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June 6, 2014
Argentinian geologists successfully remove petroglyphs from rock face at Argyle

Members of the St Vincent and the Grenadines National Trust are breathing a collective sigh of relief, now that five petroglyphs have been successfully extracted from a rock face at the site of the Argyle international airport.

The petrogylphs or rock carvings, estimated to be about 2000 years old, were removed {{more}}by a team of three geologists and an archaeologist from Argentina.

Numbering about 15, these valuable aspects of our national heritage are located at the mouth of the Yambou river, on the construction site of the Argyle International Airport.

Chair of the National Trust, Louise Mitchell Joseph said the success of the project so far, exceeds expectations.

“What is remarkable, is the ones they have removed so far, have been removed intact. Now, this is beyond everybody’s greatest expectations, so I don’t know if the remaining ones, they will also get to remove intact, without them crumbling, because some of them are quite challenging.”

Mitchell-Joseph said the team, which is lead by archaeologist Professor Monica Beron, has been in St. Vincent since the last week in May. She said they were originally scheduled to leave tomorrow, but have extended their stay until June 17, in order to complete the project.

And much to the delight of the members of the National Trust, two additional petrogylphs, which previously had not been documented, were “discovered” this week.

Mitchell-Joseph however said that all of the petroglyphs may not be removed from the Argyle airport site.

“Some of them are so barely, barely visible, that we are not focusing on getting them off. We are mainly looking at the images that are very prominent.”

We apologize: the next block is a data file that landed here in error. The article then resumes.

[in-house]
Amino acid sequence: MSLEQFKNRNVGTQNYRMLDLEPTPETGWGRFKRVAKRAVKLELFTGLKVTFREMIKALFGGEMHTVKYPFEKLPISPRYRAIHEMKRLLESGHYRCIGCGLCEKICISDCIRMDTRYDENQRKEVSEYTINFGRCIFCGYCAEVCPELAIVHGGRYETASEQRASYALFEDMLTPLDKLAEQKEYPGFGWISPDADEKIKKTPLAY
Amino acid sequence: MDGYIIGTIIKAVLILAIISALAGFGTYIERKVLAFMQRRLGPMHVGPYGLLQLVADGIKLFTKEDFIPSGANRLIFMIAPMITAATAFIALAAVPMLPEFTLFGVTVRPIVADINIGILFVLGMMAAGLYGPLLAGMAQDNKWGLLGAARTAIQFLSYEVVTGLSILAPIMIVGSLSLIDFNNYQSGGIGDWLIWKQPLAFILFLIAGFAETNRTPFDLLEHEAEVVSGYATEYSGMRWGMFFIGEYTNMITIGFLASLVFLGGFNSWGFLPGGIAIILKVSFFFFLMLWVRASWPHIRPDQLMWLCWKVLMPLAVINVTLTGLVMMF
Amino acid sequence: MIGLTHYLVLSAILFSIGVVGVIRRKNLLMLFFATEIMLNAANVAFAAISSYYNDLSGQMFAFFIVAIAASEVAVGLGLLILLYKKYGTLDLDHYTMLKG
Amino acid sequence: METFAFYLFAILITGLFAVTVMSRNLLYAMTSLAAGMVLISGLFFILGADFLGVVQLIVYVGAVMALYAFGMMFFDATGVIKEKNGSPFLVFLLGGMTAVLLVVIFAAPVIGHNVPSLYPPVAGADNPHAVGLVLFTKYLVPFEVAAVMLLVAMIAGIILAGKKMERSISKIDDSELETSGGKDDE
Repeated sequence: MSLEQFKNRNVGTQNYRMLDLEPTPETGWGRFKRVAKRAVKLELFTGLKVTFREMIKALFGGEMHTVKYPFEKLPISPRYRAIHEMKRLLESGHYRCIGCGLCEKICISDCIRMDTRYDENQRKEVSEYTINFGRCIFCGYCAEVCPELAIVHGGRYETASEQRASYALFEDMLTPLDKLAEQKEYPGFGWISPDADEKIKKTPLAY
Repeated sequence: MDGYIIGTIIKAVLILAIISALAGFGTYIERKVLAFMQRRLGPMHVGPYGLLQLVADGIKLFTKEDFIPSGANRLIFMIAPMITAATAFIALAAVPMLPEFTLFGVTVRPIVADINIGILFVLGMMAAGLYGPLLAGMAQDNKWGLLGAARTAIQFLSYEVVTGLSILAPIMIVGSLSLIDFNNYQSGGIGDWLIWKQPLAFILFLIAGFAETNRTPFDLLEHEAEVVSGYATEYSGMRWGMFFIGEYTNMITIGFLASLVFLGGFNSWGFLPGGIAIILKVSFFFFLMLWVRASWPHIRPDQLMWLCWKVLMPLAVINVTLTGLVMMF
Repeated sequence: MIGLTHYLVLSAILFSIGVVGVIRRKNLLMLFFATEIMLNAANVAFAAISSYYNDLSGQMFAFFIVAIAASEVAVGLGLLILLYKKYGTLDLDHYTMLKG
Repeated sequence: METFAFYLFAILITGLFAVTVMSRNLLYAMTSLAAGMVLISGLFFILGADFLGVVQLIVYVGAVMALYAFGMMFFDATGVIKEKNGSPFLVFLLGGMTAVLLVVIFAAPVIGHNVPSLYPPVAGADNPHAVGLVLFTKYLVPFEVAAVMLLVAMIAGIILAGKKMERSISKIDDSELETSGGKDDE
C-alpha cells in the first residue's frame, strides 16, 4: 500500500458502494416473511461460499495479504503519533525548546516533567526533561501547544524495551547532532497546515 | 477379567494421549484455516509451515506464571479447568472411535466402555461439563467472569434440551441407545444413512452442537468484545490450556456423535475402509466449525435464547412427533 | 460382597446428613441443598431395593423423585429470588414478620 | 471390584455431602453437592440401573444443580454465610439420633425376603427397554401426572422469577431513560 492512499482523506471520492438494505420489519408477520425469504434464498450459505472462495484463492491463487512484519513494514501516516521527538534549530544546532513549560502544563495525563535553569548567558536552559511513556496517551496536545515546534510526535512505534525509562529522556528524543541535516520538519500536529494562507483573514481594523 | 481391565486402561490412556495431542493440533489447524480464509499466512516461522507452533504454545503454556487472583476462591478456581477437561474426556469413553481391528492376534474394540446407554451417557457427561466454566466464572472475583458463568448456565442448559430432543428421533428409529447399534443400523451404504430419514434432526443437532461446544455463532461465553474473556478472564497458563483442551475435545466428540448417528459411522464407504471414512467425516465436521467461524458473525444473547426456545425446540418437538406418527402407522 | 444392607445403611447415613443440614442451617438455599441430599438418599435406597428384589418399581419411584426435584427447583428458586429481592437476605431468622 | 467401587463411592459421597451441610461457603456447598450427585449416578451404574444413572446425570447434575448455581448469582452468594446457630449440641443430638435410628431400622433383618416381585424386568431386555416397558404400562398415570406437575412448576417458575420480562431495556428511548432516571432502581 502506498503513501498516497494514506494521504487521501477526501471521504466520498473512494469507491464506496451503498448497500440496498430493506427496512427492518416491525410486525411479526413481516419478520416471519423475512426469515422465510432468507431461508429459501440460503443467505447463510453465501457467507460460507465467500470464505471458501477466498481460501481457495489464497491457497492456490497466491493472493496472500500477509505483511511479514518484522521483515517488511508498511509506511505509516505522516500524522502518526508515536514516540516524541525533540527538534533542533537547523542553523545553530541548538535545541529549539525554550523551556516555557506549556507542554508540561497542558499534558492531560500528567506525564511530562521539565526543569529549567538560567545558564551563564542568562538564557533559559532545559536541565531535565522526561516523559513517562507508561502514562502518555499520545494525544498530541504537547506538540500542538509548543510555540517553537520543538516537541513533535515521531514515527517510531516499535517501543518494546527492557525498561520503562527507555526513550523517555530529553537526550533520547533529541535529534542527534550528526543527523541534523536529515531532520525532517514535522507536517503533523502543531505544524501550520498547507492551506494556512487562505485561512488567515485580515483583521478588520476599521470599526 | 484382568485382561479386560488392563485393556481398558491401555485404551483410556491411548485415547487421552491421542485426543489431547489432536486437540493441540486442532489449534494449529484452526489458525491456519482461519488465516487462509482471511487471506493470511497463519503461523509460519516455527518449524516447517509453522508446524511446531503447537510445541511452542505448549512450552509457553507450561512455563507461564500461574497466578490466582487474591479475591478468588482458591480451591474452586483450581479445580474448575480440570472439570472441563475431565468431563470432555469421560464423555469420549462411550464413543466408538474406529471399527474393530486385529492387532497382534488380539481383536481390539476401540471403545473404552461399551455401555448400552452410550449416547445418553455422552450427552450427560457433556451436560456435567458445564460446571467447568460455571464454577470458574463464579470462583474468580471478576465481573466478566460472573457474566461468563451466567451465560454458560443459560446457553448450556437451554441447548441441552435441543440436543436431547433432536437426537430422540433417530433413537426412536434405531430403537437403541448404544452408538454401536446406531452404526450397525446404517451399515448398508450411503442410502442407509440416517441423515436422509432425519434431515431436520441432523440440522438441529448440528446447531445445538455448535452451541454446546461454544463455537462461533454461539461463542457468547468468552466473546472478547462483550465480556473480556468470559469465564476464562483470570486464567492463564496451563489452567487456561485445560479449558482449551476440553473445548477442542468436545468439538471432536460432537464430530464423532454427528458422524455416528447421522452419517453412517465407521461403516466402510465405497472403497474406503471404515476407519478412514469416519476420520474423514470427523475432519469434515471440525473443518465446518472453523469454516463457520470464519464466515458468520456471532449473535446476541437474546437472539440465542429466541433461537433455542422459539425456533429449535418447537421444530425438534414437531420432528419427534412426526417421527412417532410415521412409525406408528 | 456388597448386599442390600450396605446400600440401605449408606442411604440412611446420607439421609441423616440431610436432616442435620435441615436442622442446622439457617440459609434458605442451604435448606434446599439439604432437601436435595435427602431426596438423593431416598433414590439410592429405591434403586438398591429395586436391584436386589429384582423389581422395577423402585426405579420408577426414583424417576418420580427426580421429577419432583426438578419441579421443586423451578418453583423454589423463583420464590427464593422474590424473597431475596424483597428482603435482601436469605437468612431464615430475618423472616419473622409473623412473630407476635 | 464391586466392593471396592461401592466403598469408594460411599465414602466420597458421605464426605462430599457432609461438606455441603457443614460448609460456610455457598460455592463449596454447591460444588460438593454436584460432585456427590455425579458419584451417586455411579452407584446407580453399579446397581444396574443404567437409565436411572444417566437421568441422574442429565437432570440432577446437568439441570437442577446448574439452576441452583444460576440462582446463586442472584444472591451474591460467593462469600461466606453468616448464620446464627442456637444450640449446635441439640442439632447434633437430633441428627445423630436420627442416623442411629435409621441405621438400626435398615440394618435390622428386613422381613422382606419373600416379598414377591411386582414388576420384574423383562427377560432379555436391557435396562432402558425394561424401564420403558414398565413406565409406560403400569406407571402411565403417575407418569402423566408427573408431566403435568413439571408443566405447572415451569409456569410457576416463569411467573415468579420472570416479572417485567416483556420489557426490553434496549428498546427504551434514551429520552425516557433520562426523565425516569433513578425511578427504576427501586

The rocks will be relocated to a plot of land at Escape, which was acquired by the International Airport Development Company (IADC) for the establishment of a heritage park.

However, according to Mitchell Joseph, it is unlikely that there will be enough time for the team from Argentina to relocate the petroglyphs during this trip.

“Most likely Professor Beron will come back at a later date to relocate them,” she said.

Mitchell-Joseph expressed her appreciation to the governments of Argentina and St Vincent and the Grenadines for their assistance.

She said a private group had made a proposal to the National Trust to remove the petroglyphs at a cost of EC$500,000.

“So the fact that we are getting this done, basically for free, courtesy the Argentinians, is really phenomenal.”

She is also very grateful for the patience and commitment of the government of St. Vincent and the Grenadines and the International Airport Development Company.

“We are very fortunate to have been able to salvage this important piece of our history. The history of St Vincent started 2000 years ago, and these petroglyphs are one of the few images that capture that history, so it is incredibly important to our national identity that it be saved.

“We are very happy that the government was committed to doing this, even though it took us so very long to find a team that would do it for us. I am grateful that they persevered and that they did not give up on the National Trust, they gave us the time to get it done.

“The airport company was ready to have this rock removed a couple years ago, but they waited on the Trust. They waited until we found a team that could do this. Not every government would have seen it to be a priority to preserve our heritage and waited so long. We are very happy that the government has been this committed to heritage to have persevered to save this national treasure of ours,” she said.